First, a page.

I am not much of a resoluter, but the first week of January does ignite a sense of urgency to better yourself in some way. Resoluter’s track records aren’t so stellar: only 20% of people actually follow through with their new years goals. I am unsure of my own track record, but I would bet it is similar. Here are some of my resolutions that I seem to re-visit every year: 1)Be more organized and clean (hum…I believe I apologized to PJ as I ran out the door this morning for leaving such a mess) 2) Go to church more regularly and be more active in my church community (already missed the first weekend of mass) 3) Lift weights at least 3 times a week (so far I have batted 2/3, but dang it is hard to get out of bed at 5:10am with record lows and facing the chore of de-icing your car in the dark). One resolution that I have been practicing more often and is a technique I plan to use in my nutrition couseling sessions with clients, is to be aware of the words which leave my mouth. I am reading a very interesting book called, “Every Word Has Power” by Yvonne Oswald. The premise of this book revolves around the power of our words. She argues we should give our words more credit that we do, and that words can shape our attitude, feelings, how we perceive ourselves and therefore how others perceive us. Yes, this might be a little touchy-feel “ey”, but if we really listen to how we speak, especially how we speak about ourselves, we might notice that a lot of it isn’t positive. Those less positive words are called “low-energy” words and positive words are considered “high-energy” words. Let me give you some examples: Example 1: You do something nice for someone, they thank you, and you say “no problem.” The last word they and you hear is a low-energy word: “problem.” Instead, the book suggests you switch your words and use a high-energy word and say “you are very welcome.” You are saying the same thing, just differently! Example 2: “Gosh, I am dreading this upcoming semester, I am teaching a brand new graduate level sports nutrition class, and I feel so unprepared!” (true statement…) SWITCH “This spring semester should be interesting, I am teaching a brand new class, and I have got a lot to learn!”Doesn’t the second sentence sound like something you would rather hear? Example 3: “Man this snow is so bad! I can’t believe how crappy this weather has been, it is really cramping my ability to run outside and bike to work!” (another true statement) SWITCH: “Wow we sure have had a lot of snow, I am looking forward to next week when it will be warm enough to exercise outside!” Being more positive with our words and therefore being a more positive person all starts with listening to how we speak, and also requires paying attention to our thoughts. One of my favorite quotes from this author is “Every word you speak is a gift to someone else.” I plan on giving a lot of more gifts with my words in 2010 than I did last year.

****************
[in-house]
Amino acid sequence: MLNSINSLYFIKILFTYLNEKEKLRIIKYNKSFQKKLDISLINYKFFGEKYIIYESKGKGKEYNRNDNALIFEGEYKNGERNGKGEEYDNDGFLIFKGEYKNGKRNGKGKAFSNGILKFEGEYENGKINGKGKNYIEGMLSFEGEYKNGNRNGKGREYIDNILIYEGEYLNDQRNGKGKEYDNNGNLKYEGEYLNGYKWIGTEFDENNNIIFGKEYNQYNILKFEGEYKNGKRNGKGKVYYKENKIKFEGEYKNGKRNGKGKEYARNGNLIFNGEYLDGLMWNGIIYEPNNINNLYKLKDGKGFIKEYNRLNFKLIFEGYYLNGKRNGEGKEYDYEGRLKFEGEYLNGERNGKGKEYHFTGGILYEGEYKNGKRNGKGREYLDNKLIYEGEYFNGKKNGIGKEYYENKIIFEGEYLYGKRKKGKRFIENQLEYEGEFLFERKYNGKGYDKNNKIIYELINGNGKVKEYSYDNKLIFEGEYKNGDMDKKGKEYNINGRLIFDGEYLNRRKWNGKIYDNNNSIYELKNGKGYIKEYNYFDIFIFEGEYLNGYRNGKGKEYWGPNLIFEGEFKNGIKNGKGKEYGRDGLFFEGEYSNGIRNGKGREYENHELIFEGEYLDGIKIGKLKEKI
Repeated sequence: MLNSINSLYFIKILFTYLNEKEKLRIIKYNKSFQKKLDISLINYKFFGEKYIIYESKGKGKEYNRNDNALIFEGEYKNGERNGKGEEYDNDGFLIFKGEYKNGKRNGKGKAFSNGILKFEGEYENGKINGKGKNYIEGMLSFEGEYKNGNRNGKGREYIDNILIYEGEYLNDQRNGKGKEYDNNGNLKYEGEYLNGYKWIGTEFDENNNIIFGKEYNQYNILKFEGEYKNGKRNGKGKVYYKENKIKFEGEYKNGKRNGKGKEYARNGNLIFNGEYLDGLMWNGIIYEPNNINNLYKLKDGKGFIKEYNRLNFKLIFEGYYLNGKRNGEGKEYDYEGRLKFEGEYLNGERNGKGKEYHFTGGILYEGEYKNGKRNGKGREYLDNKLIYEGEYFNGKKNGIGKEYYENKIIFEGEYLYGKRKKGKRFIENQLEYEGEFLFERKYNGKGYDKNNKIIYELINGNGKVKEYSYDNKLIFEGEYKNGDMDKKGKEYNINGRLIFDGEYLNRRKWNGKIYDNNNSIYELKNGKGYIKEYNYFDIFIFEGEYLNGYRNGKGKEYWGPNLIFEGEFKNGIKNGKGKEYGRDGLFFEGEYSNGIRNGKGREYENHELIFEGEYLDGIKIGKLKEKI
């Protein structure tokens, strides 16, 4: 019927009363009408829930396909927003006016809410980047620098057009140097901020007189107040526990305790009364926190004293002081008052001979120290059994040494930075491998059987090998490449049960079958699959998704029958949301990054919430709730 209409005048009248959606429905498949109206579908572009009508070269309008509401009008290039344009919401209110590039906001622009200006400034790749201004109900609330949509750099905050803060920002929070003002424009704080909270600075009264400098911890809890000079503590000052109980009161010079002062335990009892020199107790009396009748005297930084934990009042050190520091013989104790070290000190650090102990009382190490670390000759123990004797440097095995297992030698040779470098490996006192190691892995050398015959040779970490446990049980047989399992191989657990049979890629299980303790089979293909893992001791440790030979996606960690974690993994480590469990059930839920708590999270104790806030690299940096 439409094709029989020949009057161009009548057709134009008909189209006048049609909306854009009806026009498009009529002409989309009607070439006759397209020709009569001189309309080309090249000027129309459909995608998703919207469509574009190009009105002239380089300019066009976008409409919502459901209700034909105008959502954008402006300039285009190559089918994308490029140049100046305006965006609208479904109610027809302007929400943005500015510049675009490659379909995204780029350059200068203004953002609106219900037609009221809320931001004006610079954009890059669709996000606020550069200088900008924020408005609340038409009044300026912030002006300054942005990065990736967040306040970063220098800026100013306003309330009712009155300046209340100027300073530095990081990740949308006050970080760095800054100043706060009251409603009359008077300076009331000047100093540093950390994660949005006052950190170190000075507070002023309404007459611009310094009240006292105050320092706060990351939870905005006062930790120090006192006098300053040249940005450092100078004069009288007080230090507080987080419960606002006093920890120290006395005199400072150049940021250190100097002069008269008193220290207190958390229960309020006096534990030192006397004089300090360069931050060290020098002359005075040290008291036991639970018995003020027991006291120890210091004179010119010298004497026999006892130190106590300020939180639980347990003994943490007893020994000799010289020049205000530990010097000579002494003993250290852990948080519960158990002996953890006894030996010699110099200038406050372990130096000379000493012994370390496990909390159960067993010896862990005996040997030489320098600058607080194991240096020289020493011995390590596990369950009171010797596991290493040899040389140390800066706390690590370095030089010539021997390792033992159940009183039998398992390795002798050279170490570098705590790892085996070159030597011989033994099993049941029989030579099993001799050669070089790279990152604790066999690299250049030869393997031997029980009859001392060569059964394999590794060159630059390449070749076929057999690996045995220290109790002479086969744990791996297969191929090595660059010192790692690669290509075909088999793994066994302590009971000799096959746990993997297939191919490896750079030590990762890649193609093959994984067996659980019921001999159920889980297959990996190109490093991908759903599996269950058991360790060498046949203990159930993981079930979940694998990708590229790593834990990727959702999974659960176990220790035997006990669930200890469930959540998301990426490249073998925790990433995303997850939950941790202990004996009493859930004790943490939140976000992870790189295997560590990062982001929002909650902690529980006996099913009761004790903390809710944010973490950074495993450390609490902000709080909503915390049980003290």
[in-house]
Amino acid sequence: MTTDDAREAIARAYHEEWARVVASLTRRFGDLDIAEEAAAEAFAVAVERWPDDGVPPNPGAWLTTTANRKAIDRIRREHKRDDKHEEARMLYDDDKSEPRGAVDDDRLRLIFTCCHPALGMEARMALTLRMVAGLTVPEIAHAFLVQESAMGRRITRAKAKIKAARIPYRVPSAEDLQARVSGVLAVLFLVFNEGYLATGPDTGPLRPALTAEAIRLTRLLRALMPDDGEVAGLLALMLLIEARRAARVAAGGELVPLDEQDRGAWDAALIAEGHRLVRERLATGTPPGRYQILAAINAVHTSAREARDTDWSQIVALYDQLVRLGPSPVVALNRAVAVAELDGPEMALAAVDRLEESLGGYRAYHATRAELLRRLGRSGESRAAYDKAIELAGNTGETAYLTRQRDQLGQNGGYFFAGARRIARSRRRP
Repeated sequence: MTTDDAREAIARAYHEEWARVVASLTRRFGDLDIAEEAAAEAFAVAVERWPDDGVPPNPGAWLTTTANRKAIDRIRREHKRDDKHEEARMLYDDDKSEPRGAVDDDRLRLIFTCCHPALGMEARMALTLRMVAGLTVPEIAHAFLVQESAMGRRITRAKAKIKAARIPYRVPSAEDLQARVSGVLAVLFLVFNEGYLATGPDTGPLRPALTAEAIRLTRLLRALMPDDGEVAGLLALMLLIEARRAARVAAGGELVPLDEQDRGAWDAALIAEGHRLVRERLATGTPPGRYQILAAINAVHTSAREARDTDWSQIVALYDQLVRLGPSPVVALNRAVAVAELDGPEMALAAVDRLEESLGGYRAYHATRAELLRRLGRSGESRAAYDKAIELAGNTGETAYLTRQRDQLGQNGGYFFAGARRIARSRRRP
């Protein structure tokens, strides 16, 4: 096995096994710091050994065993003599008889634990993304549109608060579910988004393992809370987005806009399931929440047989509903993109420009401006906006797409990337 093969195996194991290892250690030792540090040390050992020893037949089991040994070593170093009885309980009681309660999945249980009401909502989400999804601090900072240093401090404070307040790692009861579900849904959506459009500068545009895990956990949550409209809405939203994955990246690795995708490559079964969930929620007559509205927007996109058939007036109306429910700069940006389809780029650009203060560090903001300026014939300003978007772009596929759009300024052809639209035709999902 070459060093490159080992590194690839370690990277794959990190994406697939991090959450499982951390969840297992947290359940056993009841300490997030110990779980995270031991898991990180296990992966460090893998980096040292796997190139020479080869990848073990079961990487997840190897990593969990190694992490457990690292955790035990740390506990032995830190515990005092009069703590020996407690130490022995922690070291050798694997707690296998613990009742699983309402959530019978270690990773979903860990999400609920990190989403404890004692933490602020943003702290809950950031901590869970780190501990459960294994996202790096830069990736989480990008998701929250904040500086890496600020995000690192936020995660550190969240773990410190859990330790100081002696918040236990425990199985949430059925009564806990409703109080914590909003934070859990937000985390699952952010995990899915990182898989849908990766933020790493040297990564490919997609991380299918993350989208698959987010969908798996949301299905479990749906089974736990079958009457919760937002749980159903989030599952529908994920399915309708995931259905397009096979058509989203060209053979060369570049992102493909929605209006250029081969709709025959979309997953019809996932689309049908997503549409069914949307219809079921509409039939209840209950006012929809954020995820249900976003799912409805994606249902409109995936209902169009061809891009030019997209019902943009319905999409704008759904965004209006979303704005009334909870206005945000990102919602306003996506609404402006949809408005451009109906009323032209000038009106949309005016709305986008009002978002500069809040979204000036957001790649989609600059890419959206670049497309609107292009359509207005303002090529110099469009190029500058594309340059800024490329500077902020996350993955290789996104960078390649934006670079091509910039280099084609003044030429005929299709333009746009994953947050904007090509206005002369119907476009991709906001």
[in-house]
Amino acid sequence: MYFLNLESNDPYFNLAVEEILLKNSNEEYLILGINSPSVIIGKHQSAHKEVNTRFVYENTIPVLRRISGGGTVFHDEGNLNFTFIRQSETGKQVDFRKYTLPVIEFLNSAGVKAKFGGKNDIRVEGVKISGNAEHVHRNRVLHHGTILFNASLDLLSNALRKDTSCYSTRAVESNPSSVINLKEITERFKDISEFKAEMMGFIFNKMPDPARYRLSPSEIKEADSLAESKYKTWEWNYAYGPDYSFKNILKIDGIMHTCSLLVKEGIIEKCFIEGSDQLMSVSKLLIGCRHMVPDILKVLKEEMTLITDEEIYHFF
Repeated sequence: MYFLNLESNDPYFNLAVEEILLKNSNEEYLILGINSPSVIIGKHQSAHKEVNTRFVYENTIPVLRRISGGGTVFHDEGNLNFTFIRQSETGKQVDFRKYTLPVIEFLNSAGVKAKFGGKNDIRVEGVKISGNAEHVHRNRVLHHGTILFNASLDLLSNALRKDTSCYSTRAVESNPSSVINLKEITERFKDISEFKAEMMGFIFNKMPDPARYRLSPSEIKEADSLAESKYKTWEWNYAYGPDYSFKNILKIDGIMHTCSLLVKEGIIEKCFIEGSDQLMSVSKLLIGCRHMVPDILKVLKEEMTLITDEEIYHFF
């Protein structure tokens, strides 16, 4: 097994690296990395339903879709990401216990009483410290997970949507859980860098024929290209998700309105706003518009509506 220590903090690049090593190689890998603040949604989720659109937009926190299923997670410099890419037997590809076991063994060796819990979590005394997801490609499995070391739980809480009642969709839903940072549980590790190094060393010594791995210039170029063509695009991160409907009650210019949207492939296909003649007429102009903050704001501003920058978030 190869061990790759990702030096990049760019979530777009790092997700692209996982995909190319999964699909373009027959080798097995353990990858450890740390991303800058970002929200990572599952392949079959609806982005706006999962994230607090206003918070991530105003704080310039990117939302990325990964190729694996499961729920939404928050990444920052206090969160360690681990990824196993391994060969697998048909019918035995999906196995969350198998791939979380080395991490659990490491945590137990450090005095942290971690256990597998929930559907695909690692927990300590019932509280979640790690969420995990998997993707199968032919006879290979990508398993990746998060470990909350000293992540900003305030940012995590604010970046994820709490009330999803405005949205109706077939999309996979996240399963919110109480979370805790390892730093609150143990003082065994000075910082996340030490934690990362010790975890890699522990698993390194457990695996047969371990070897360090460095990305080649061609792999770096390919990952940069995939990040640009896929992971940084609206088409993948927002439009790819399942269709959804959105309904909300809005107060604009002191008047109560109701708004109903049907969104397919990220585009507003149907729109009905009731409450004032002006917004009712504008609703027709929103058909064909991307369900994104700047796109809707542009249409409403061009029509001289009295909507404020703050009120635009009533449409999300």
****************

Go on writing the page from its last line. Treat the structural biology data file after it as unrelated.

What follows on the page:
Jennifer McDaniel is a Registered Dietitian, Media Spokesperson, and co-author of Prevention's Mediterranean Table Cookbook. She and her team of Registered Dietitians aim to help their clients go further, make change last, and unlock their potential. She lives in St. Louis, MO with her husband, and three young sons. If you are interested in working with Jennifer, please visit our contact page.